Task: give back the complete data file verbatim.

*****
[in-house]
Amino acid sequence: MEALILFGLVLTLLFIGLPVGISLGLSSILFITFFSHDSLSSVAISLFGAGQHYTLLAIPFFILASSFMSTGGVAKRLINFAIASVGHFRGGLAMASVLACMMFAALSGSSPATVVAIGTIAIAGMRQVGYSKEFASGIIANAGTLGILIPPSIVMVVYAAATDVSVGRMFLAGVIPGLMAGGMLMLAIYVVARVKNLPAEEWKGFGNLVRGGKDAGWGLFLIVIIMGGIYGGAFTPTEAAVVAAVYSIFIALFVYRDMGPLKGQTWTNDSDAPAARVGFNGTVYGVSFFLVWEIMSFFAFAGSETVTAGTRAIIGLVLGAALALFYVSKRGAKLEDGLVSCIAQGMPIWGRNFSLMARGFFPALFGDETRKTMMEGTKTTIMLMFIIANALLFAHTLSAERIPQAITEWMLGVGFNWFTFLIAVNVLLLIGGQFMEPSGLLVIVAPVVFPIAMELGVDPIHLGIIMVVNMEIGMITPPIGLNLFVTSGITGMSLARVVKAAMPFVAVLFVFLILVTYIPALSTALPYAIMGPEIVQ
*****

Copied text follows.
[in-house]
Amino acid sequence: MEALILFGLVLTLLFIGLPVGISLGLSSILFITFFSHDSLSSVAISLFGAGQHYTLLAIPFFILASSFMSTGGVAKRLINFAIASVGHFRGGLAMASVLACMMFAALSGSSPATVVAIGTIAIAGMRQVGYSKEFASGIIANAGTLGILIPPSIVMVVYAAATDVSVGRMFLAGVIPGLMAGGMLMLAIYVVARVKNLPAEEWKGFGNLVRGGKDAGWGLFLIVIIMGGIYGGAFTPTEAAVVAAVYSIFIALFVYRDMGPLKGQTWTNDSDAPAARVGFNGTVYGVSFFLVWEIMSFFAFAGSETVTAGTRAIIGLVLGAALALFYVSKRGAKLEDGLVSCIAQGMPIWGRNFSLMARGFFPALFGDETRKTMMEGTKTTIMLMFIIANALLFAHTLSAERIPQAITEWMLGVGFNWFTFLIAVNVLLLIGGQFMEPSGLLVIVAPVVFPIAMELGVDPIHLGIIMVVNMEIGMITPPIGLNLFVTSGITGMSLARVVKAAMPFVAVLFVFLILVTYIPALSTALPYAIMGPEIVQ